In November 1962, shortly after the release of Dr. No (d. Terence Young, 1962), Len Deighton's spy novel The Ipcress File was published to enormous critical acclaim and brisk sales. Producers Harry Saltzman andAlbert Broccoli approached Deighton to script the next Bond film From Russia with Love (d. Young, 1963). Although little of his work was used,Saltzman eventually decided to use Deighton's novel, and its sequels, as the basis for a new series of spy movies.
The Ipcress File (d. Sidney J. Furie, 1965) was designed to be in direct contrast to the Bond adventures, although Saltzman ended up employing much of the same production staff, including production designer Ken Adam, editor Peter Hunt and composer John Barry. Superficially, there are many similarities, even to the extent of beginning the film with a dramatic pre-credit sequence. Like Bond, the hero is clearly his own man, has a taste for fine foods and is popular with women, and even carries a non-standard-issue weapon. But the similarities end there. The protagonist, named Harry Palmer in the film (the book's narrator is anonymous), wears spectacles, shops in a supermarket (still a novelty in 1965) and is a sergeant working off a two-year sentence for black market activities in Berlin.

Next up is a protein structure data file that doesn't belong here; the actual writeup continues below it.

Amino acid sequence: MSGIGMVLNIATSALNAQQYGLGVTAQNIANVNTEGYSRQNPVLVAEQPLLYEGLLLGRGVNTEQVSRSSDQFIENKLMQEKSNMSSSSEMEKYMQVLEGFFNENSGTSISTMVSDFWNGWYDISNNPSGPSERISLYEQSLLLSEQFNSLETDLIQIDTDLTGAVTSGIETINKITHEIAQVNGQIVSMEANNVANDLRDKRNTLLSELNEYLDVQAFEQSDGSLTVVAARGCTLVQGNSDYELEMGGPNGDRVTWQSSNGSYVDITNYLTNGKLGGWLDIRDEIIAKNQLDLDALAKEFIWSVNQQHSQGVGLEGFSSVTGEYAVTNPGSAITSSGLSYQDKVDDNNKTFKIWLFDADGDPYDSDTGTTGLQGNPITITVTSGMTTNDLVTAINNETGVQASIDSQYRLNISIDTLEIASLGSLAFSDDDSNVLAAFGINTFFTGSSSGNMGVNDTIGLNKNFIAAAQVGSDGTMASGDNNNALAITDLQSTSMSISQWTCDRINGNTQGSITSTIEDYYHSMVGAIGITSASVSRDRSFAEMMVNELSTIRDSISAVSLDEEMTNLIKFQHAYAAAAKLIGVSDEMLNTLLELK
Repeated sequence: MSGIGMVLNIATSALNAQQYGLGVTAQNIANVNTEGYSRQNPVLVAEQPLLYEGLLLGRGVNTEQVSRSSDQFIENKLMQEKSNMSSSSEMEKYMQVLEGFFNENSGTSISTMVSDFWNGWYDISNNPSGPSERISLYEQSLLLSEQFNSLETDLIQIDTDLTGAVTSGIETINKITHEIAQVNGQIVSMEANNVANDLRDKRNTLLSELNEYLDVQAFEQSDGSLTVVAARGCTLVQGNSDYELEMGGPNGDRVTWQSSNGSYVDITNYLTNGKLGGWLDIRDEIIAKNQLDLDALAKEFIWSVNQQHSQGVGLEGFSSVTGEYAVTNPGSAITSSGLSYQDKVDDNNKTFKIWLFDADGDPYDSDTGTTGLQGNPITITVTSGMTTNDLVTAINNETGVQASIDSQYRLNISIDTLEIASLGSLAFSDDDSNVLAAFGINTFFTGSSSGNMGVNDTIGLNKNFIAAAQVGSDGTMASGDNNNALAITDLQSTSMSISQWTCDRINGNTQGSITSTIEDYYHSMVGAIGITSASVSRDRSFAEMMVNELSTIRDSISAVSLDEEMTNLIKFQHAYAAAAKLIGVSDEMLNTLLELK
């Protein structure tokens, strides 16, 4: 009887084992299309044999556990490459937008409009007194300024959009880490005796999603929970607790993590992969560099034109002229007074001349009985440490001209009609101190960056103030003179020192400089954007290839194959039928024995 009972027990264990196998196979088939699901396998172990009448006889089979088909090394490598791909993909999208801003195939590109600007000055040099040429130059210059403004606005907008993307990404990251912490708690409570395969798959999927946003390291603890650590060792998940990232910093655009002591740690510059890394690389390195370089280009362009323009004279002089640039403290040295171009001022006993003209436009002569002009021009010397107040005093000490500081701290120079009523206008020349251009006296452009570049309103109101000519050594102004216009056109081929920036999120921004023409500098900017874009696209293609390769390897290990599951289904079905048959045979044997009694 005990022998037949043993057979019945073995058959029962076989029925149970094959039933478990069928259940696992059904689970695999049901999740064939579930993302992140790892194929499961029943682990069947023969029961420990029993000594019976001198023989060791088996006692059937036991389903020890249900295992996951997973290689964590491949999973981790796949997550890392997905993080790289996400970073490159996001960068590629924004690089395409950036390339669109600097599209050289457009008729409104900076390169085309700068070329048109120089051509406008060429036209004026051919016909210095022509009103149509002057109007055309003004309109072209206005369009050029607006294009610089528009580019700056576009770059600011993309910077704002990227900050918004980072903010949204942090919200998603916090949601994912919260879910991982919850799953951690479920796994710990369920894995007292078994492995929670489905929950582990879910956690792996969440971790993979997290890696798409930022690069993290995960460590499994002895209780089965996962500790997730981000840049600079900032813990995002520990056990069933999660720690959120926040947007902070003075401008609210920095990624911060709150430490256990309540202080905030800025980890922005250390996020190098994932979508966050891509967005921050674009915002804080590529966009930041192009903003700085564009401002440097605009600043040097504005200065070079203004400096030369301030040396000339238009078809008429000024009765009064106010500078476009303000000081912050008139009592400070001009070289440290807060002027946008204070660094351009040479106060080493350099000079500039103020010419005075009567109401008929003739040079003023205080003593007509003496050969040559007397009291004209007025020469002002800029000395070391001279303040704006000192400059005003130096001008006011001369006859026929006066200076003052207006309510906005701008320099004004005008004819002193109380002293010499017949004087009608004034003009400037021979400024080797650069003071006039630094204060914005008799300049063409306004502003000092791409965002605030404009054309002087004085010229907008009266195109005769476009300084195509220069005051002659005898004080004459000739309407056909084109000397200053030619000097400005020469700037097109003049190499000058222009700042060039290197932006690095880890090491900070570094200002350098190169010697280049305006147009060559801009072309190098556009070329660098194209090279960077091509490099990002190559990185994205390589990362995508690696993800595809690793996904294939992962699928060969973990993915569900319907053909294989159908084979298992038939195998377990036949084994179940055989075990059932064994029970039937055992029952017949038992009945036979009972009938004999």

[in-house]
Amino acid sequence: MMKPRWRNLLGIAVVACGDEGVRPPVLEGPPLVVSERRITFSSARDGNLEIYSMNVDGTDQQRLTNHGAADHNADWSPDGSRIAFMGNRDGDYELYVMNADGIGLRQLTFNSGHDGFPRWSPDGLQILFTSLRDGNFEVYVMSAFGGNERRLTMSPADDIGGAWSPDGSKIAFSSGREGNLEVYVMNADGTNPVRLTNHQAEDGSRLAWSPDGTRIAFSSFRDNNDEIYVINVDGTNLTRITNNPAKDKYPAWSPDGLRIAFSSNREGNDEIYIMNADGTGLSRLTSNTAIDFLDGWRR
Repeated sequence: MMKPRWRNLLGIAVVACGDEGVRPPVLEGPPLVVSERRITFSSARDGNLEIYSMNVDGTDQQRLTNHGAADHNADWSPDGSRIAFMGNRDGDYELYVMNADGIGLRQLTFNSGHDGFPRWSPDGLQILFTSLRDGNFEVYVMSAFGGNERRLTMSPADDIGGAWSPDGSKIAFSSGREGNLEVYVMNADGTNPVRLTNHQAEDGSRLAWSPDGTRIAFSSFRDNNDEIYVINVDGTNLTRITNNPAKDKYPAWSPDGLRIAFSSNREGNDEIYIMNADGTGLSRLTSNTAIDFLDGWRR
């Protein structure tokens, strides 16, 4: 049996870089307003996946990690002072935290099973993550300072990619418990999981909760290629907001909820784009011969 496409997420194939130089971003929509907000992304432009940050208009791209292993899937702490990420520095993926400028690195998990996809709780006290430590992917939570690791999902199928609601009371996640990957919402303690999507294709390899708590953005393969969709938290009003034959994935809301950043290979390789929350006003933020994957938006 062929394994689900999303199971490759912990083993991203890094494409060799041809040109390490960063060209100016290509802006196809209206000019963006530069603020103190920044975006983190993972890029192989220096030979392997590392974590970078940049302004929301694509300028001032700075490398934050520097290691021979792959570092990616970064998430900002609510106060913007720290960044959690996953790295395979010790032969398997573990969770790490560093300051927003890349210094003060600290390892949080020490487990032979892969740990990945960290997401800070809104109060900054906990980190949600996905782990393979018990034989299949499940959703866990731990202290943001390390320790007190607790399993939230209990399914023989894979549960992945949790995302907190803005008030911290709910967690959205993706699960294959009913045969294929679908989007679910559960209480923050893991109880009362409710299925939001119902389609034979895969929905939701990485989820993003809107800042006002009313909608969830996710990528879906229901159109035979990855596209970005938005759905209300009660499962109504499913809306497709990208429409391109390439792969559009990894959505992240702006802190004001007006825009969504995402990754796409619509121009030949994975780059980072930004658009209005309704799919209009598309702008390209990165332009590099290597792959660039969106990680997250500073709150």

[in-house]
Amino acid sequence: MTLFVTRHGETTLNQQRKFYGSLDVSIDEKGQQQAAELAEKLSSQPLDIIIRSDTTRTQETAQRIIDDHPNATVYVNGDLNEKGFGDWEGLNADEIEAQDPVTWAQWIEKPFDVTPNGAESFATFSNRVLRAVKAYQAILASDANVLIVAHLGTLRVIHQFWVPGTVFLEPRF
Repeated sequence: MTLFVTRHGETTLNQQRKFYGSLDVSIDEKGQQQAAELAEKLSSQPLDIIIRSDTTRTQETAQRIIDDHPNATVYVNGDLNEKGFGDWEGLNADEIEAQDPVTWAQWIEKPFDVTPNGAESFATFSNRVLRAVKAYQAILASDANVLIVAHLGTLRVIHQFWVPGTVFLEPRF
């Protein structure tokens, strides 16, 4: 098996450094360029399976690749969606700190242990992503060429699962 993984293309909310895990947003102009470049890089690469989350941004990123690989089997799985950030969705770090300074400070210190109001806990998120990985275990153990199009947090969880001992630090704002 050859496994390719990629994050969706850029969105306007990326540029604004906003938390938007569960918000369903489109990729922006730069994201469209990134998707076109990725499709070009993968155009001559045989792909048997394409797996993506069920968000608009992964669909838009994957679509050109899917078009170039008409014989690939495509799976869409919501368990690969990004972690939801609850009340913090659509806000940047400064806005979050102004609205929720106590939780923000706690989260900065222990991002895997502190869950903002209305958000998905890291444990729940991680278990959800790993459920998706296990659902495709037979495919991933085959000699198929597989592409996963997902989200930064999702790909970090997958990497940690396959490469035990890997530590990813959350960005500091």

Although he had already played a supporting role in Zulu (Cy Enfield, 1964) and had appeared in a few other films, Michael Caine's career really took off with his starring role in Ipcress. He would reprise the role of Harry Palmer in two interesting though inferior sequels, Funeral in Berlin (d. Guy Hamilton, 1966) and Billion Dollar Brain (d. Ken Russell, 1967).
MONTHLY FILM BULLETIN
THE BRITISH FILM INSTITUTE
Volume 32, No.376, May 1965, pages 70-1
IPCRESS FILE, THE (1965)